12. Cormac,

    This was really interesting and I learned a lot. I think that you really brought to life a very hidden aspect of interwar Britain. The details and artifacts that you used really heightened your presentation.

    How do modern political movements learn from the failures of the BUF?

    1. The press coverage of the BUF in 1933 and 1934 shows that they had a chance to make political inroads. However, after the Olympia rally and Hitler’s purge in 1934, they maintained that fascism stood for world peace. In continuing to defend this position they were woefully out of touch and opened themselves up to the charge of treason. Their defense of Hitler and embrace of anti-Semitism lost them the support of Lord Rothermere and those in the political establishment who had seen Mosley as a promising leader. The BUF is an amazing example of how ideology blinds people to reality.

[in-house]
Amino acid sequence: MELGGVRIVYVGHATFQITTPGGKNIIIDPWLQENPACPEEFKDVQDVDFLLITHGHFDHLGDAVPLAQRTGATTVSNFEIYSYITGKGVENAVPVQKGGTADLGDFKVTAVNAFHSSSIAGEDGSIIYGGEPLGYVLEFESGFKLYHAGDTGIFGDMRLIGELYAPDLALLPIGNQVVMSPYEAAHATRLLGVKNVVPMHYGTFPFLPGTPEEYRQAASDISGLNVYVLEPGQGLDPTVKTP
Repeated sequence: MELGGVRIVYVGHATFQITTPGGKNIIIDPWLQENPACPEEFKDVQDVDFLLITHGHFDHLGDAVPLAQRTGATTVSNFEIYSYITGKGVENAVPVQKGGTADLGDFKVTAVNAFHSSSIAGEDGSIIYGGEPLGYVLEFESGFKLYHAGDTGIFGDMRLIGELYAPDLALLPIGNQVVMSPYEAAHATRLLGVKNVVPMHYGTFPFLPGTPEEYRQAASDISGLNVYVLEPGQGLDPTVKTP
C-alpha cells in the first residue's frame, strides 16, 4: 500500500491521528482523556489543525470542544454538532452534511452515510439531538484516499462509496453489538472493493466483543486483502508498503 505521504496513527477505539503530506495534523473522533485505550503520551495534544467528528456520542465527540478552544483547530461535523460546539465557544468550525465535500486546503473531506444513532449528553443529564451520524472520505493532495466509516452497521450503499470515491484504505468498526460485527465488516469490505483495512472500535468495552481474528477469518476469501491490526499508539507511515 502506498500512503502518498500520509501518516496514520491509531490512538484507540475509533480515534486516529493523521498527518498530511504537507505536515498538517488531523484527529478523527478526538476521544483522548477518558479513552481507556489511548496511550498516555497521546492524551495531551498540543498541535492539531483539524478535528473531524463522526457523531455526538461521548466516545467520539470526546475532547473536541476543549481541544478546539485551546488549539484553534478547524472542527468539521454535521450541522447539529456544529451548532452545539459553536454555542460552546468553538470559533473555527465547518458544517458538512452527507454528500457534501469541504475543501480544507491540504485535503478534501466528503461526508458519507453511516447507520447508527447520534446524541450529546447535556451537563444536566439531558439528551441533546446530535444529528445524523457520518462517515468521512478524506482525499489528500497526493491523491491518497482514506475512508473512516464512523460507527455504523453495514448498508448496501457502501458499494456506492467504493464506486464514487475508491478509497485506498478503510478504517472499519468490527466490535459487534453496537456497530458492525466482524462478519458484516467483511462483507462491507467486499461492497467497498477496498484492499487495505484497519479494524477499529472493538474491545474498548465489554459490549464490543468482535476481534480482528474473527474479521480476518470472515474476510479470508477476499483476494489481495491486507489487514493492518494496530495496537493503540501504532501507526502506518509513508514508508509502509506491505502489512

13. Your study of Oswald Mosley is fascinating. He and his spouse, Diana, of the famed Mitford family — well, they were resolute Nazis until the end. Blech!

    Ironic that Diana Mitford Mosley’s great nephew (grandson of Jessica Mitford, who was diametrically opposed to her sister politically) is James Forman, Jr., professor of law at Yale and author of “Locking Up Our Own: Crime and Punishment in Black America,” published in 2017 and a winner of the Pulitzer Prize for General Nonfiction.

    Mazel tov that you won a Copeland award to examine primary documents to complete your thesis.

    Best wishes on publishing this paper.

    1. Thank you Richard. While Oswald and Diana Mosley admired Hitler, Nazism and British fascism are two different ideologies. Both share some similar strands, yet the BUF and the Nazi Party were unique to their national contexts.